David Means in conversation with Sinéad Gleeson

David Means reading and interview in the Firkin Crane as part of the Cork International Short Story Festival 2017, moderated by Sinéad Gleeson

Link: Cork International Short Story Festival, September 12-15 2018

Introduction 00:00 – 01:13
Reading 01:13 – 21:40
Discussion 21:40 – 51:22

You can read the rest of “Fistfight, Sacramento, August 1950” by David Means online here in Harper’s magazine.

David Means was the judge for our short story competition in 2013. You can read the prizewinning stories in Willesden Herald: New Short Stories 7.

Read the RTÉ Guide/Penguin Ireland Short Story Competition winner

The winner of this year’s RTÉ Guide/Penguin Ireland Short Story Competition is The Rain Falls Differently Over There by Niall McArdle, a meditation on loss, reconnection and the power of memory.

“There’s lots needs sorting out now, said Siobhán back in the peace of the house. The last of the funeral crowd had left. …”

Link: Read the RTÉ Guide/Penguin Ireland Short Story Competition winner

Story of the Month, September 2018

The Willesden Herald New Short Stories Story of the Month

September 2018: The Almost-Widow by Carina Buckley

“If I had known, then, that a dull night’s companionable reading would prove on reflection to be a moment of perfect bliss, it’s hard to say what I would have done. Is the horror past or present? All I know is that right now, today, I am greedy for those days, and all the ones I had are not enough. It was their timelessness that made them worth having.”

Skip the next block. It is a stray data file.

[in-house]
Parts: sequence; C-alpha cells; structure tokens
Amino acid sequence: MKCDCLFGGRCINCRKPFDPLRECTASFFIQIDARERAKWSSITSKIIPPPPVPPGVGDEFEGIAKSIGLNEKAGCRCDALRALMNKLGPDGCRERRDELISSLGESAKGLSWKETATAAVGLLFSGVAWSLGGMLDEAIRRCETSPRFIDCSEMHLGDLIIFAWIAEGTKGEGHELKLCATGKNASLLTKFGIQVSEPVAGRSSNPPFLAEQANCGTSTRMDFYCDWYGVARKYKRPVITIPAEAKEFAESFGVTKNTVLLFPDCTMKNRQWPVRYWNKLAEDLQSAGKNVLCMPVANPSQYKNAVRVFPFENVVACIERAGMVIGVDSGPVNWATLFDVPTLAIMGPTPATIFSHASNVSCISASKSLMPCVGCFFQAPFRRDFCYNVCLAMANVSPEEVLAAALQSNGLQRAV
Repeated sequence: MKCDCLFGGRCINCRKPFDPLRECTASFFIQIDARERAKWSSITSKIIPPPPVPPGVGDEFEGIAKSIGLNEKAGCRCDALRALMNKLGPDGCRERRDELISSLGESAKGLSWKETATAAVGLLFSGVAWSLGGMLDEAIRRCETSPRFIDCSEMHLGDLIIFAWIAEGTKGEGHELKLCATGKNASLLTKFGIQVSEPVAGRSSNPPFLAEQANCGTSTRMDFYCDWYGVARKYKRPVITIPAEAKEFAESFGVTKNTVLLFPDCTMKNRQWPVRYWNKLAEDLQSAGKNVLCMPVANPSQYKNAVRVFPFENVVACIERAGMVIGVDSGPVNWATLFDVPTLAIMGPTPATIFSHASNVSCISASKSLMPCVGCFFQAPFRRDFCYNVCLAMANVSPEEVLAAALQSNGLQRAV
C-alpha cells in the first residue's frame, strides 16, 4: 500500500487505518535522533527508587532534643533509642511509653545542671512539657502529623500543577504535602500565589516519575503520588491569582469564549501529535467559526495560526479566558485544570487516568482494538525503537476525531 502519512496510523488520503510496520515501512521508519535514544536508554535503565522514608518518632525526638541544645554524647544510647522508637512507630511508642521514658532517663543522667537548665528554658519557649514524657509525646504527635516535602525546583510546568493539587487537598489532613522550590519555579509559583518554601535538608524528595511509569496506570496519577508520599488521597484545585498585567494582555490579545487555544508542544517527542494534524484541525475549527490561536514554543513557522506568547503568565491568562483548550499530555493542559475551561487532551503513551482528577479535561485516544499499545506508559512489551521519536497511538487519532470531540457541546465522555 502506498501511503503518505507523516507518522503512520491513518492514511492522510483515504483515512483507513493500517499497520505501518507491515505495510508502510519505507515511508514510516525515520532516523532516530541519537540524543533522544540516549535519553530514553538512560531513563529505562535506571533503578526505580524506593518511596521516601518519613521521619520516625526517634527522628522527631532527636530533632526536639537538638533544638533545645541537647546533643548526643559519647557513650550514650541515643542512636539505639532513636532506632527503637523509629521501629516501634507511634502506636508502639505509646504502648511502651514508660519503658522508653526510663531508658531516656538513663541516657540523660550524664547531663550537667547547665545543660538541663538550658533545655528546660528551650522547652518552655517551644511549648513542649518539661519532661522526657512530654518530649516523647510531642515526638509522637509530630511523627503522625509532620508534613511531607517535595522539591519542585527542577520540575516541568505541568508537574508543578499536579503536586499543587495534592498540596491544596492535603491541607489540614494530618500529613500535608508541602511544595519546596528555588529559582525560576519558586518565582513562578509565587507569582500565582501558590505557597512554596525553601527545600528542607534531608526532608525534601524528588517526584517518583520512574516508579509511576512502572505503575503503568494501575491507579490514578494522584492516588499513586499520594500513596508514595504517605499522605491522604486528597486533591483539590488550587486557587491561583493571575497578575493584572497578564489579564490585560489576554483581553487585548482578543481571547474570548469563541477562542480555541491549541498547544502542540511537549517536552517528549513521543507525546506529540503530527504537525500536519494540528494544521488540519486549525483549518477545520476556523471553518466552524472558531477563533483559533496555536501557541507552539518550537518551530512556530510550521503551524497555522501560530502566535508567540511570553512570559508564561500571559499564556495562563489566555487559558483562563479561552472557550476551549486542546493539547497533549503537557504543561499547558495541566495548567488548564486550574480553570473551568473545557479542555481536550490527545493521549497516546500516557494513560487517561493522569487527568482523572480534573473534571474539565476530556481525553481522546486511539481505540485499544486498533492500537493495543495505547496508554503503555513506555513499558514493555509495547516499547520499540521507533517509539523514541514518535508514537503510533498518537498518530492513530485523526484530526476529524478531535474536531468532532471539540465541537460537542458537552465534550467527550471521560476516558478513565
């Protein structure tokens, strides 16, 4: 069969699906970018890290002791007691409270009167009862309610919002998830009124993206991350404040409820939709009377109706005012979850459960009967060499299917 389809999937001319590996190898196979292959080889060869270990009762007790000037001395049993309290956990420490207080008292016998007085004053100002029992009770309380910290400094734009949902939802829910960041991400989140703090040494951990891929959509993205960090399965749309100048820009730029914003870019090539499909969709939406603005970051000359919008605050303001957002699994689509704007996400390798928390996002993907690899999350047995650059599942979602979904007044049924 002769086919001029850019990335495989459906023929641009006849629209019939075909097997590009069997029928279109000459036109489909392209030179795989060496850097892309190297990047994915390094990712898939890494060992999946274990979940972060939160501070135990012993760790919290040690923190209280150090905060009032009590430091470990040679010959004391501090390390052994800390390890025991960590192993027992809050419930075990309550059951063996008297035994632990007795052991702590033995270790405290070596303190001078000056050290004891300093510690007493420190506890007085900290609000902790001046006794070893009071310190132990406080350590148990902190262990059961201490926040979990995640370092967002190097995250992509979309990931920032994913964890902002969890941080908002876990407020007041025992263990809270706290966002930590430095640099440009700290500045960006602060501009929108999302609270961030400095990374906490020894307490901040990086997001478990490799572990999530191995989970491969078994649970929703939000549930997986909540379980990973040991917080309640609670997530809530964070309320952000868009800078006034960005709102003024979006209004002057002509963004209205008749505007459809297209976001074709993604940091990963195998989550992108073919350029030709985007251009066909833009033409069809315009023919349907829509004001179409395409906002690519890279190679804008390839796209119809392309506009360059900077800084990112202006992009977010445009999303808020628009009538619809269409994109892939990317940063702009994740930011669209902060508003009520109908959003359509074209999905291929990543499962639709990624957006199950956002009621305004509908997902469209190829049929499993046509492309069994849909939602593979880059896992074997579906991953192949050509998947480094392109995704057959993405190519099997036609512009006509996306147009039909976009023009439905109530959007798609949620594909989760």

Carina Buckley

Carina Buckley grew up in Margate, Kent, and now lives in Salisbury. She works in higher education and has recently completed her first novel, THE TRANSPARENCY OF WATER. She is working on a collection of short stories as well as a full-length play, SINCE I LAST SAW MY SISTER. She has had two short plays performed at the Salisbury Fringe festival.

Story of the Month, August 2018

The Willesden Herald New Short Stories Story of the Month

August 2018: Independence Day by John Califano

In 1960s Brooklyn, New York, sensitive and empathetic Johnny Boy struggles to navigate adolescence. Here his worldview is shaped by the trauma inflicted by the violent and competitive relationship between his father and his older brother, who despises their father’s closed-mindedness and is the only one willing to stand up to “the old man.”

J. Califano_photo _WH

John Califano grew up in Brooklyn, New York and lives in Manhattan. He’s worked as a writer, actor, visual artist and musician and has performed in clubs, art galleries, feature films and Off-Broadway productions. He recently completed his debut novel, JOHNNY BOY, and is currently working on a second book and a collection of short stories. His work was recently featured in The Broadkill Review.